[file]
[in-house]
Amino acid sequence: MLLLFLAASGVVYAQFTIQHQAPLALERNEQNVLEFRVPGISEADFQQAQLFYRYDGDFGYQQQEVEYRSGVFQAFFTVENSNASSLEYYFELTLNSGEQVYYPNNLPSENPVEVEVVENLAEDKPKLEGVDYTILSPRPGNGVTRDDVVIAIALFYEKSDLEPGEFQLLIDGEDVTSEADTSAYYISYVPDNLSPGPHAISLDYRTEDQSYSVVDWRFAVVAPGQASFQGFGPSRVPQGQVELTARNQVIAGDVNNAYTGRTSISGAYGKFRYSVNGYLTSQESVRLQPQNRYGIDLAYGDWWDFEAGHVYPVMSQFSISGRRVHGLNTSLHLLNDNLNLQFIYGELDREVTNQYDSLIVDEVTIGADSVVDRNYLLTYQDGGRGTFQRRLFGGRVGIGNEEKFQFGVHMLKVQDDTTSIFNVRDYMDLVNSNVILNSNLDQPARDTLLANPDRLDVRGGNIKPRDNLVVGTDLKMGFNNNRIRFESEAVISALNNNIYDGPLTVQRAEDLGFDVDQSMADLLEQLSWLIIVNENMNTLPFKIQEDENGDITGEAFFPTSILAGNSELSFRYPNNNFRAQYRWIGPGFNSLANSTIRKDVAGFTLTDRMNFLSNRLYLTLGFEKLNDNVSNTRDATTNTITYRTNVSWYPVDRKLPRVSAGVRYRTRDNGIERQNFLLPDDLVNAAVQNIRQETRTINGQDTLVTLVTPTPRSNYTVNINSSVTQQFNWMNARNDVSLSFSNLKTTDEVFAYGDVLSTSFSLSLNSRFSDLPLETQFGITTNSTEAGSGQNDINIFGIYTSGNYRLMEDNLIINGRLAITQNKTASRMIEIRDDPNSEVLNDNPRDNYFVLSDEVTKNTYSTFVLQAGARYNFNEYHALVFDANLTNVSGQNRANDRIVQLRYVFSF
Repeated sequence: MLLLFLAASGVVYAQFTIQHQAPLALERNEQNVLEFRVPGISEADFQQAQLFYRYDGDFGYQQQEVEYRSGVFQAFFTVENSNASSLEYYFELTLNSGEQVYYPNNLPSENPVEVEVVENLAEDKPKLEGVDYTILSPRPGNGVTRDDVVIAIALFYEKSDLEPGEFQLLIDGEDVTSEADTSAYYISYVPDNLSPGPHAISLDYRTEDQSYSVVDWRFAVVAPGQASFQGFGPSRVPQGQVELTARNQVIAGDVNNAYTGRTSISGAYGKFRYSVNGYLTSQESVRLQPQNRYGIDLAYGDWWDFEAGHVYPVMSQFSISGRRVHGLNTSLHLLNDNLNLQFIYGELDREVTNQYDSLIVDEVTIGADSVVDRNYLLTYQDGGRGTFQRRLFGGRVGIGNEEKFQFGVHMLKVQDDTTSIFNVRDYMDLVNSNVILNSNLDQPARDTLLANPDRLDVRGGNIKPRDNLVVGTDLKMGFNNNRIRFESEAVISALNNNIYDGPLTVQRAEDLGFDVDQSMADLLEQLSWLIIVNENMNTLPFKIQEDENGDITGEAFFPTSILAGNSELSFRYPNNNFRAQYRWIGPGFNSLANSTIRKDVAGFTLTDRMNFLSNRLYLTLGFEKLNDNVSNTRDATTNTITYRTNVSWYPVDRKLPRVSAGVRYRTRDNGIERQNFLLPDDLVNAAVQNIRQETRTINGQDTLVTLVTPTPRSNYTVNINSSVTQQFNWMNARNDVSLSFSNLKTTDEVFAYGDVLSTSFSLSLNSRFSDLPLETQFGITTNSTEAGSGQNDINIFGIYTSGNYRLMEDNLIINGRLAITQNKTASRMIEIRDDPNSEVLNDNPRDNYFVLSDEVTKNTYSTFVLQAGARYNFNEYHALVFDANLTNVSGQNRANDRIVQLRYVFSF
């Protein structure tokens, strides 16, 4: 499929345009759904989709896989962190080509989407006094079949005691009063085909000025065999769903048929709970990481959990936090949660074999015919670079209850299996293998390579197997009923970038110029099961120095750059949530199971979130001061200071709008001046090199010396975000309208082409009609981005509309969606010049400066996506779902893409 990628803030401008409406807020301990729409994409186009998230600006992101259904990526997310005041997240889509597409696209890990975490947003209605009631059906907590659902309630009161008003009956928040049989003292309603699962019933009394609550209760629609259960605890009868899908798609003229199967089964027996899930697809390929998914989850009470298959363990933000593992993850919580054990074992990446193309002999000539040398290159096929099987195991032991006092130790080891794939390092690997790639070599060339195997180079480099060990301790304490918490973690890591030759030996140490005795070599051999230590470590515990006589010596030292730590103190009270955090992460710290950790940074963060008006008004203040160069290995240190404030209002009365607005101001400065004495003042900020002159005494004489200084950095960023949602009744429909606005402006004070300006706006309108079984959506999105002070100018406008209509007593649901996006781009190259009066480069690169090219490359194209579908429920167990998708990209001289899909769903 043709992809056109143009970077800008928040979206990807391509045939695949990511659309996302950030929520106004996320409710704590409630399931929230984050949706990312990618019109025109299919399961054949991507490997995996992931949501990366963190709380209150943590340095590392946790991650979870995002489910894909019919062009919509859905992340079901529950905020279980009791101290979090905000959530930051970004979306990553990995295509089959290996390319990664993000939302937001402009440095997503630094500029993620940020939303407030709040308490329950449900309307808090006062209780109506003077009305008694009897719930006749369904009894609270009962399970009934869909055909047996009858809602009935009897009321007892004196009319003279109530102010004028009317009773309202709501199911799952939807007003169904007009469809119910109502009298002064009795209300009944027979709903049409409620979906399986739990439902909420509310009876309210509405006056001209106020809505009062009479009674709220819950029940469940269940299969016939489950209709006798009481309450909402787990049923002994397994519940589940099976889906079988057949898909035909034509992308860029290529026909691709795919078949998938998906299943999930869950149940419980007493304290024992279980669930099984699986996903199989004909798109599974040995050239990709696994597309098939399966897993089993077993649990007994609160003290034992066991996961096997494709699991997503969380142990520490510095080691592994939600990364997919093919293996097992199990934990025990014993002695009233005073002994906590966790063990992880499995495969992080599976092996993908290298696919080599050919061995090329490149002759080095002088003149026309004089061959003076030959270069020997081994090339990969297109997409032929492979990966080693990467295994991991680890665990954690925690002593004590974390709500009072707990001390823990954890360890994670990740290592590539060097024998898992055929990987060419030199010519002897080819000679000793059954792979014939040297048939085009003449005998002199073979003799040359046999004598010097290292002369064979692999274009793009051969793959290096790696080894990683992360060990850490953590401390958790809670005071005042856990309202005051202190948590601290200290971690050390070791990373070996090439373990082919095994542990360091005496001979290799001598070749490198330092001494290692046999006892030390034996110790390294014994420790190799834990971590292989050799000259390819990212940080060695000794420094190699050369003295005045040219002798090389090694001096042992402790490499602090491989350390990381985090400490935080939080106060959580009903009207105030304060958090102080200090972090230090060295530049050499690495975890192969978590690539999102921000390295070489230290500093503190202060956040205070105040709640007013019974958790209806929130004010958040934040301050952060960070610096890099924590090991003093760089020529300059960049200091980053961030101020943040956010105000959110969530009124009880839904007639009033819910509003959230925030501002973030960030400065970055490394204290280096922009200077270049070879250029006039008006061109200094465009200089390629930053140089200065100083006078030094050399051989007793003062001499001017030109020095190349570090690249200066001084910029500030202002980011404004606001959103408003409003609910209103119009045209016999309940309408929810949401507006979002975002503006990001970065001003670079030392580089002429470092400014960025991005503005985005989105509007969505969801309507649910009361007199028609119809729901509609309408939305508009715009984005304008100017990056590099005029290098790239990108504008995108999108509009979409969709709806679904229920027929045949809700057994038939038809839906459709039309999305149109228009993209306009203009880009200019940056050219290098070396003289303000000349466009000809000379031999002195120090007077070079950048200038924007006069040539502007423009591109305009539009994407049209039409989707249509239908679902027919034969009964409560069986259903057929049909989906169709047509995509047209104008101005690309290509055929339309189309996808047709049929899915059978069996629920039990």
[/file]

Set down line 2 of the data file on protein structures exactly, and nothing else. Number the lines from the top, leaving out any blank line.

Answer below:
Amino acid sequence: MLLLFLAASGVVYAQFTIQHQAPLALERNEQNVLEFRVPGISEADFQQAQLFYRYDGDFGYQQQEVEYRSGVFQAFFTVENSNASSLEYYFELTLNSGEQVYYPNNLPSENPVEVEVVENLAEDKPKLEGVDYTILSPRPGNGVTRDDVVIAIALFYEKSDLEPGEFQLLIDGEDVTSEADTSAYYISYVPDNLSPGPHAISLDYRTEDQSYSVVDWRFAVVAPGQASFQGFGPSRVPQGQVELTARNQVIAGDVNNAYTGRTSISGAYGKFRYSVNGYLTSQESVRLQPQNRYGIDLAYGDWWDFEAGHVYPVMSQFSISGRRVHGLNTSLHLLNDNLNLQFIYGELDREVTNQYDSLIVDEVTIGADSVVDRNYLLTYQDGGRGTFQRRLFGGRVGIGNEEKFQFGVHMLKVQDDTTSIFNVRDYMDLVNSNVILNSNLDQPARDTLLANPDRLDVRGGNIKPRDNLVVGTDLKMGFNNNRIRFESEAVISALNNNIYDGPLTVQRAEDLGFDVDQSMADLLEQLSWLIIVNENMNTLPFKIQEDENGDITGEAFFPTSILAGNSELSFRYPNNNFRAQYRWIGPGFNSLANSTIRKDVAGFTLTDRMNFLSNRLYLTLGFEKLNDNVSNTRDATTNTITYRTNVSWYPVDRKLPRVSAGVRYRTRDNGIERQNFLLPDDLVNAAVQNIRQETRTINGQDTLVTLVTPTPRSNYTVNINSSVTQQFNWMNARNDVSLSFSNLKTTDEVFAYGDVLSTSFSLSLNSRFSDLPLETQFGITTNSTEAGSGQNDINIFGIYTSGNYRLMEDNLIINGRLAITQNKTASRMIEIRDDPNSEVLNDNPRDNYFVLSDEVTKNTYSTFVLQAGARYNFNEYHALVFDANLTNVSGQNRANDRIVQLRYVFSF